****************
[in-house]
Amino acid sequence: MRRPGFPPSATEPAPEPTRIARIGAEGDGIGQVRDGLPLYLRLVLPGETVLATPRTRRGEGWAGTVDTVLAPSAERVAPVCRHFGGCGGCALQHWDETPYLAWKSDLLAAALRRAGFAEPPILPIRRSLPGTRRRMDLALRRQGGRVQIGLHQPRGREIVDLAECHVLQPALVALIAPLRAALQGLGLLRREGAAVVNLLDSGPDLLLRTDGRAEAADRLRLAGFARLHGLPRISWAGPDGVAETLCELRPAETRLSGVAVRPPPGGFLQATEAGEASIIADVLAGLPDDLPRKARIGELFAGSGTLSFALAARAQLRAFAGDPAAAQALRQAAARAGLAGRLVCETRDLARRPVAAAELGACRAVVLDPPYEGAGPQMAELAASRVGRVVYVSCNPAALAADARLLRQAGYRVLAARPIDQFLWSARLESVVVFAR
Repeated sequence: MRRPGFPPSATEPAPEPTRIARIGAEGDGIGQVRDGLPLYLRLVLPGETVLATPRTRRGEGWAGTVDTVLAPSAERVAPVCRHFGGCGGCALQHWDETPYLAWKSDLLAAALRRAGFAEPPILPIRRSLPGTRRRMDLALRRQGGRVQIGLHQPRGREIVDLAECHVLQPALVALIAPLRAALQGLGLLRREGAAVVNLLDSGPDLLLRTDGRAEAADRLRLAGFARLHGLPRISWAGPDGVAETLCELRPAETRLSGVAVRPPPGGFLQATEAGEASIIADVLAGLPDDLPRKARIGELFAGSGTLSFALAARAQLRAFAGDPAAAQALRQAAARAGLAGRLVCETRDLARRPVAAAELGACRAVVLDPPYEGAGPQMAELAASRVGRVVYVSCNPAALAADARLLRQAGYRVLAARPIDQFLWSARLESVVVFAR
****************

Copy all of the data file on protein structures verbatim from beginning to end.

[in-house]
Amino acid sequence: MRRPGFPPSATEPAPEPTRIARIGAEGDGIGQVRDGLPLYLRLVLPGETVLATPRTRRGEGWAGTVDTVLAPSAERVAPVCRHFGGCGGCALQHWDETPYLAWKSDLLAAALRRAGFAEPPILPIRRSLPGTRRRMDLALRRQGGRVQIGLHQPRGREIVDLAECHVLQPALVALIAPLRAALQGLGLLRREGAAVVNLLDSGPDLLLRTDGRAEAADRLRLAGFARLHGLPRISWAGPDGVAETLCELRPAETRLSGVAVRPPPGGFLQATEAGEASIIADVLAGLPDDLPRKARIGELFAGSGTLSFALAARAQLRAFAGDPAAAQALRQAAARAGLAGRLVCETRDLARRPVAAAELGACRAVVLDPPYEGAGPQMAELAASRVGRVVYVSCNPAALAADARLLRQAGYRVLAARPIDQFLWSARLESVVVFAR
Repeated sequence: MRRPGFPPSATEPAPEPTRIARIGAEGDGIGQVRDGLPLYLRLVLPGETVLATPRTRRGEGWAGTVDTVLAPSAERVAPVCRHFGGCGGCALQHWDETPYLAWKSDLLAAALRRAGFAEPPILPIRRSLPGTRRRMDLALRRQGGRVQIGLHQPRGREIVDLAECHVLQPALVALIAPLRAALQGLGLLRREGAAVVNLLDSGPDLLLRTDGRAEAADRLRLAGFARLHGLPRISWAGPDGVAETLCELRPAETRLSGVAVRPPPGGFLQATEAGEASIIADVLAGLPDDLPRKARIGELFAGSGTLSFALAARAQLRAFAGDPAAAQALRQAAARAGLAGRLVCETRDLARRPVAAAELGACRAVVLDPPYEGAGPQMAELAASRVGRVVYVSCNPAALAADARLLRQAGYRVLAARPIDQFLWSARLESVVVFAR